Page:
How do we define “inappropriate” for student athletes on social media?
“Don’t tweet something inappropriate.”
“Clean up the inappropriate pictures from your Instagram account.”
“Employers will reject your resumé if you have inappropriate posts on Facebook.”
Inappropriate is a word that is thrown out often when it comes to student-athletes and social media. The problem, and something we address in our social media education sessions with student-athletes, is in defining inappropriate. Many times, this is impacted by your age.
What’s inappropriate to a 40-year-old hiring manager is most likely not considered inappropriate to a college student.
Most student-athletes (and college students as a whole) don’t realize who their online audience is. They feel comfortable that they are just sharing information for and with friends, not realizing how public most of these platforms are. They’ll post things that they find funny, thinking and knowing that their friends will also see the humor. What they don’t realize is that coaches, parents and potential future employers will also see these posts and will most likely have a different opinion about whether or not it’s funny and appropriate.
Drinking? It’s what many college students (and adults) do. Profanity? You’d be hard-pressed to walk into a corporate office (or athletic department for that matter) and find nobody using foul language. Online, the perception changes.
A recent survey showed 65% of employers had a negative impression of profanity online, and listed it in the top 3 things not to post online. Those same individuals may not be offended by profanity in the office, but online it’s viewed differently. Right or wrong, that’s reality.
A friend of mine runs a small business and recently rejected an applicant due to the fact that she had “liked” a Facebook page called Jello Shots. The business owner isn’t anti-alcohol, but when he sees that type of content online he’s turned off. The kicker is that the position he was looking to fill was for a secretary. Somebody he was going to pay roughly $30,000 per year. The candidate was extremely qualified, having been an executive assistant for a number of years, and came highly recommended. But her “inappropriate” online presence caused him to look elsewhere.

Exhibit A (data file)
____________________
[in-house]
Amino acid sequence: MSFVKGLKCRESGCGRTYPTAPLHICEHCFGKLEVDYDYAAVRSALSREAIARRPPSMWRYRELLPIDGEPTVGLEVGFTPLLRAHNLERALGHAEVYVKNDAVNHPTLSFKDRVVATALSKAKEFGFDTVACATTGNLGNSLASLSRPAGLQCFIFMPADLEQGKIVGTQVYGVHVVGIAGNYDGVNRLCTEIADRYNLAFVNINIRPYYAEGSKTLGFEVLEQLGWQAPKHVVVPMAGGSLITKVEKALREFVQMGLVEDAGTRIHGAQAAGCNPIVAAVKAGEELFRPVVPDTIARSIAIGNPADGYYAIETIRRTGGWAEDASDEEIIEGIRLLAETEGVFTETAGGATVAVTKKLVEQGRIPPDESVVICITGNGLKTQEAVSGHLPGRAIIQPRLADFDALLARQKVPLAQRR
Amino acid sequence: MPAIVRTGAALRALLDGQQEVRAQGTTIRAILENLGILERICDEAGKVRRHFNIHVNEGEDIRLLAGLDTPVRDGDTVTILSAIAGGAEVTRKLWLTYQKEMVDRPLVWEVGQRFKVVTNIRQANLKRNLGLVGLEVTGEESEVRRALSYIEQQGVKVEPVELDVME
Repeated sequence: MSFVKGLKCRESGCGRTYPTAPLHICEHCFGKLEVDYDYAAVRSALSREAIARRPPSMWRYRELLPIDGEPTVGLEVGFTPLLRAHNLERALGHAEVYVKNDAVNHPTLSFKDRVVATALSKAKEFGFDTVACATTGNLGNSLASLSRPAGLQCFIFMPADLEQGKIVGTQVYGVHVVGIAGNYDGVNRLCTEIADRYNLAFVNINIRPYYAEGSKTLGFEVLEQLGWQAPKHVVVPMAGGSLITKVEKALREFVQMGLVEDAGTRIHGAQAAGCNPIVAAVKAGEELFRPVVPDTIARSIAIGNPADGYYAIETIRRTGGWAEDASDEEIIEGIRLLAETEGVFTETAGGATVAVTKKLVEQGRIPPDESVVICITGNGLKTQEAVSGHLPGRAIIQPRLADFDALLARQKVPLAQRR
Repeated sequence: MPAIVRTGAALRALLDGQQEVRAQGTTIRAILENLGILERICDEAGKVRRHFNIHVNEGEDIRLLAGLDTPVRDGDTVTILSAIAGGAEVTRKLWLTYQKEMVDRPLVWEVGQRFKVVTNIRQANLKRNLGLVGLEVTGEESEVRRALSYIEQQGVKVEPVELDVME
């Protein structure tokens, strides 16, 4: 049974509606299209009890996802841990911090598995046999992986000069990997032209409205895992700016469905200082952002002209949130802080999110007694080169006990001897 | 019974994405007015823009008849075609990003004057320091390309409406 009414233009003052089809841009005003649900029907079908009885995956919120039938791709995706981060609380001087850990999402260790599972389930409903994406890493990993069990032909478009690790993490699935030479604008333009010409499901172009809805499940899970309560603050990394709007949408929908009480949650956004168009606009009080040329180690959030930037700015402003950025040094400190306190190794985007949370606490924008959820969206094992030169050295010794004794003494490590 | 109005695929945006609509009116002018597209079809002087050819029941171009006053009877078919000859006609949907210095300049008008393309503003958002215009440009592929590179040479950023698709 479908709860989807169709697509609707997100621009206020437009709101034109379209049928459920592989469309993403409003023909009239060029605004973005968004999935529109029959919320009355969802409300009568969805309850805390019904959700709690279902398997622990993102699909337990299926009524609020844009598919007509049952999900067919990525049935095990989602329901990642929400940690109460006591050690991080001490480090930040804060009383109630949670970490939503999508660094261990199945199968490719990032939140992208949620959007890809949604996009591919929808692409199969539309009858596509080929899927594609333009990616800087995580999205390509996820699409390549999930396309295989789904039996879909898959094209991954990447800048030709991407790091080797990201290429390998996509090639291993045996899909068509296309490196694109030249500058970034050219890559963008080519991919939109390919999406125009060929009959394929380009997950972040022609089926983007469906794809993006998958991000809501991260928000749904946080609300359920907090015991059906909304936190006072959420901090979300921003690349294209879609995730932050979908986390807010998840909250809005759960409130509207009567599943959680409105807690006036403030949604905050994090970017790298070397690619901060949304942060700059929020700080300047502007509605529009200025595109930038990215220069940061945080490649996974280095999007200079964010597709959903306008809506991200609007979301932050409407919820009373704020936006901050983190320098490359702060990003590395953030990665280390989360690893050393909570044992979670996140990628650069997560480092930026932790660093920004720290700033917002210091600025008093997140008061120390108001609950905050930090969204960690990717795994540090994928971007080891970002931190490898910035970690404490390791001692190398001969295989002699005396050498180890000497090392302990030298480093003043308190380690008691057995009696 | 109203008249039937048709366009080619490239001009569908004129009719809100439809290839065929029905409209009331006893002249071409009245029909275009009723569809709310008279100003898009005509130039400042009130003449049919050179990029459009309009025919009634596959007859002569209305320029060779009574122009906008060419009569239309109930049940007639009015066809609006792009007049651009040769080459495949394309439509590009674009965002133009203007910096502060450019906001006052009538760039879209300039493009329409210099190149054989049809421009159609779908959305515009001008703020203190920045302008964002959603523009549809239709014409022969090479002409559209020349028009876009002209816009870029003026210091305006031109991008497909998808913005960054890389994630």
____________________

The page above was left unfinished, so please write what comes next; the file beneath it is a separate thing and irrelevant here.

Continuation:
If that’s just for an administrative position, imagine how much scrutiny employers use for positions that pay over $50,000 per year?
Avoiding posts about drinking, sex, drugs and violence would seem to be a no-brainer. This screenshot from the dashboard of FieldTrack, our social media monitoring platform for athletic departments, suggests that there is a definite disconnect when it comes to student-athletes. This is the number of hits for one athletic department over the course of a few weeks.
You can tell them to not tweet about drinking, but you need to explain to them why that’s important. How it impacts their reputation. That doesn’t mean you tell them not to drink – we’re not the morality police. Many times, that is what they hear. They are going to live their lives, they just need to be mindful of how they portray that online, being cognizant of the eyeballs watching them on social media.
For student-athletes, they have to adjust their definition of inappropriate as it relates to the online world. They have to see it through a different filter – which, admittedly, can be difficult for college students. As educators and administrators, we have to continually be discussing that with them. We also need to encourage teammates to hold each other accountable about what they post online, reminding them to come back to two questions when managing their online presence:
Who am I?
What do I want to be known for?
Fieldhouse Media is a firm dedicated to helping student-athletes and coaches use social media in a positive, appropriate way through education and monitoring. To find out more about us or to join the over 70 schools utilizing our services for their athletic department, contact us today.
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